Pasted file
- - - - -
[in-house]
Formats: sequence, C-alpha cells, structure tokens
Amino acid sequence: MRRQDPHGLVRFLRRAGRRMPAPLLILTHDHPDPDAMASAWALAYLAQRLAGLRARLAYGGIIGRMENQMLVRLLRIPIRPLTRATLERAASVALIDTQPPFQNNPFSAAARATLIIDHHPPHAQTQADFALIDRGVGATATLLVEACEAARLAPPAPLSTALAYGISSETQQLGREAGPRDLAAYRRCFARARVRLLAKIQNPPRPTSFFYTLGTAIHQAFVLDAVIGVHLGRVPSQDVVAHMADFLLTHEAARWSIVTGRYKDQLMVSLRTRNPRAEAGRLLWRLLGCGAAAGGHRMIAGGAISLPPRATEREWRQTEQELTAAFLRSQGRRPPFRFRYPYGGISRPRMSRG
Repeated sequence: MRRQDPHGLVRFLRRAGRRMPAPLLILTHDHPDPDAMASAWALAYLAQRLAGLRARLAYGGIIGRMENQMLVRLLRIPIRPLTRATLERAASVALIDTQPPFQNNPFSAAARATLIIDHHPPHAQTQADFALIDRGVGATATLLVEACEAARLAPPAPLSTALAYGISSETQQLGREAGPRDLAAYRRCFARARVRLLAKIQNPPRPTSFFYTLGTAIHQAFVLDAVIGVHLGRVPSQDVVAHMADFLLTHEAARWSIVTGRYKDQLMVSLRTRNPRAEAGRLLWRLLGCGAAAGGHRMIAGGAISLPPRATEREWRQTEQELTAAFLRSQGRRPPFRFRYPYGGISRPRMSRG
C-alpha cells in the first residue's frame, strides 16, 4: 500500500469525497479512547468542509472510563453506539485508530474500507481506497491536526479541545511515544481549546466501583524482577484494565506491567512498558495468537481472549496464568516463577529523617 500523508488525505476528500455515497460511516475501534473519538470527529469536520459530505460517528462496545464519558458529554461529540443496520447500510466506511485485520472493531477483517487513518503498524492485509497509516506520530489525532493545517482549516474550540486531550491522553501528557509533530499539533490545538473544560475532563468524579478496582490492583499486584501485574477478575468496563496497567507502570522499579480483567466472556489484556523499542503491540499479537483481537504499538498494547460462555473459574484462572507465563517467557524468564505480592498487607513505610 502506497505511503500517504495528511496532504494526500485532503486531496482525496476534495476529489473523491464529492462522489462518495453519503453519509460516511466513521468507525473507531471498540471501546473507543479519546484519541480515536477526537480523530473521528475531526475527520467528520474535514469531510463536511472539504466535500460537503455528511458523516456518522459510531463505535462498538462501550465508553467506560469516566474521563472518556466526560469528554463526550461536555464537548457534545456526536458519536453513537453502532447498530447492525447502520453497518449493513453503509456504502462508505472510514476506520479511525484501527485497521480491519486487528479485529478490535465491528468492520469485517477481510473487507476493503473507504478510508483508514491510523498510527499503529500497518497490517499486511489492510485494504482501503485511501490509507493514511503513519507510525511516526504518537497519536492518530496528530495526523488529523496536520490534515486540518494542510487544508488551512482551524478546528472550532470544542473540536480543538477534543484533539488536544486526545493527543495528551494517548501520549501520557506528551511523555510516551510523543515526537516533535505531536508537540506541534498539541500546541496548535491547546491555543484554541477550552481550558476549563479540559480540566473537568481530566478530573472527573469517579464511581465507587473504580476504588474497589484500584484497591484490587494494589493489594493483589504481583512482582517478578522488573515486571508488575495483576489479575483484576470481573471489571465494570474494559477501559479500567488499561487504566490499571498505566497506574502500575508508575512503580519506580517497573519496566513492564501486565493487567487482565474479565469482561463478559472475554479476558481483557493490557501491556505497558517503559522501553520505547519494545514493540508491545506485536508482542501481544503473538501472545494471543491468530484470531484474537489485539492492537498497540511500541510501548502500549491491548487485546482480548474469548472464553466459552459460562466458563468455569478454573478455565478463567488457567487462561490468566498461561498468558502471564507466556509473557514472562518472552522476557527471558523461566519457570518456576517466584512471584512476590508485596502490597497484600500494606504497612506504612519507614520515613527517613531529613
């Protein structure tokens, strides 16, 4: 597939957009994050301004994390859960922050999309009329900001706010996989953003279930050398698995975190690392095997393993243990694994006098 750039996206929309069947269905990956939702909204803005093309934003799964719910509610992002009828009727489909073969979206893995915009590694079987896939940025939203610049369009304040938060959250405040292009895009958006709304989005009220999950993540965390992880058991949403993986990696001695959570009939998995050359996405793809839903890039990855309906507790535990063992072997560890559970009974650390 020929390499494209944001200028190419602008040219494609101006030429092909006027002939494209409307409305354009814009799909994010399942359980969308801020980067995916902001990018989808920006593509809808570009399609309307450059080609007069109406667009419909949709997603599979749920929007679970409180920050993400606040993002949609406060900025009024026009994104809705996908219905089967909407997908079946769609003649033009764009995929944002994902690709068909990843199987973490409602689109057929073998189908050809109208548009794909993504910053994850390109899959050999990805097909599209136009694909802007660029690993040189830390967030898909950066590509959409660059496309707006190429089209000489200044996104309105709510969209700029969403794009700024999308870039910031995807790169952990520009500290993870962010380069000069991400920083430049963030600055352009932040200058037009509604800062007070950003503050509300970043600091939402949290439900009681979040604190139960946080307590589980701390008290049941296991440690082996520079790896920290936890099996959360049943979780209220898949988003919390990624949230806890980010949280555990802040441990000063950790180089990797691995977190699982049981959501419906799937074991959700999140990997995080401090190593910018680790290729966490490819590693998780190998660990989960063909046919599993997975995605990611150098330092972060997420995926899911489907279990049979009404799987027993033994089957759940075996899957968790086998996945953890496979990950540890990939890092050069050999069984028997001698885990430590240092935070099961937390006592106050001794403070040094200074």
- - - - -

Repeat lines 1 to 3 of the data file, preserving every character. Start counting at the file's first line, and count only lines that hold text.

[in-house]
Formats: sequence, C-alpha cells, structure tokens
Amino acid sequence: MRRQDPHGLVRFLRRAGRRMPAPLLILTHDHPDPDAMASAWALAYLAQRLAGLRARLAYGGIIGRMENQMLVRLLRIPIRPLTRATLERAASVALIDTQPPFQNNPFSAAARATLIIDHHPPHAQTQADFALIDRGVGATATLLVEACEAARLAPPAPLSTALAYGISSETQQLGREAGPRDLAAYRRCFARARVRLLAKIQNPPRPTSFFYTLGTAIHQAFVLDAVIGVHLGRVPSQDVVAHMADFLLTHEAARWSIVTGRYKDQLMVSLRTRNPRAEAGRLLWRLLGCGAAAGGHRMIAGGAISLPPRATEREWRQTEQELTAAFLRSQGRRPPFRFRYPYGGISRPRMSRG